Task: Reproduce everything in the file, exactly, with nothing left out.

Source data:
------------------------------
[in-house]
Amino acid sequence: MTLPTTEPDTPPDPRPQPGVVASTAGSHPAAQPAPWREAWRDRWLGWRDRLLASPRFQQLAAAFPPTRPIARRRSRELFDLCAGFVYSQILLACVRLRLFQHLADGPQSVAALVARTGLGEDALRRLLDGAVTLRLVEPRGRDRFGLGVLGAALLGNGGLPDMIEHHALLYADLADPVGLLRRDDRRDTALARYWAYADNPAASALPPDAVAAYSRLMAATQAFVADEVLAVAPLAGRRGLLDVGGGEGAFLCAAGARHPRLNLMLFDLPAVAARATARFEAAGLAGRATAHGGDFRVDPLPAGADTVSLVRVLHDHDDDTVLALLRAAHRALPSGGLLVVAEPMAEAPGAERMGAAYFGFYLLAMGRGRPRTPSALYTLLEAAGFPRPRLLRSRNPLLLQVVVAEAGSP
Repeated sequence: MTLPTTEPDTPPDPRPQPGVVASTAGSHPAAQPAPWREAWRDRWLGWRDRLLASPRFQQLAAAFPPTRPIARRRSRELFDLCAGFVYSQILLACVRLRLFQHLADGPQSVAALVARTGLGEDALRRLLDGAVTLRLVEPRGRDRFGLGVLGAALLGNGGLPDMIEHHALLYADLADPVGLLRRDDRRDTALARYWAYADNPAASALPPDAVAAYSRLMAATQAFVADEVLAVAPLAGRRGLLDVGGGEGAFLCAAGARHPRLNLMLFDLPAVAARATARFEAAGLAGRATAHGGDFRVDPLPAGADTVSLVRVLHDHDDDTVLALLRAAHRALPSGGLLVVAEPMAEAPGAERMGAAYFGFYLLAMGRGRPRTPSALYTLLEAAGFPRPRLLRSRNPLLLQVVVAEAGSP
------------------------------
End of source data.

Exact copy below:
[in-house]
Amino acid sequence: MTLPTTEPDTPPDPRPQPGVVASTAGSHPAAQPAPWREAWRDRWLGWRDRLLASPRFQQLAAAFPPTRPIARRRSRELFDLCAGFVYSQILLACVRLRLFQHLADGPQSVAALVARTGLGEDALRRLLDGAVTLRLVEPRGRDRFGLGVLGAALLGNGGLPDMIEHHALLYADLADPVGLLRRDDRRDTALARYWAYADNPAASALPPDAVAAYSRLMAATQAFVADEVLAVAPLAGRRGLLDVGGGEGAFLCAAGARHPRLNLMLFDLPAVAARATARFEAAGLAGRATAHGGDFRVDPLPAGADTVSLVRVLHDHDDDTVLALLRAAHRALPSGGLLVVAEPMAEAPGAERMGAAYFGFYLLAMGRGRPRTPSALYTLLEAAGFPRPRLLRSRNPLLLQVVVAEAGSP
Repeated sequence: MTLPTTEPDTPPDPRPQPGVVASTAGSHPAAQPAPWREAWRDRWLGWRDRLLASPRFQQLAAAFPPTRPIARRRSRELFDLCAGFVYSQILLACVRLRLFQHLADGPQSVAALVARTGLGEDALRRLLDGAVTLRLVEPRGRDRFGLGVLGAALLGNGGLPDMIEHHALLYADLADPVGLLRRDDRRDTALARYWAYADNPAASALPPDAVAAYSRLMAATQAFVADEVLAVAPLAGRRGLLDVGGGEGAFLCAAGARHPRLNLMLFDLPAVAARATARFEAAGLAGRATAHGGDFRVDPLPAGADTVSLVRVLHDHDDDTVLALLRAAHRALPSGGLLVVAEPMAEAPGAERMGAAYFGFYLLAMGRGRPRTPSALYTLLEAAGFPRPRLLRSRNPLLLQVVVAEAGSP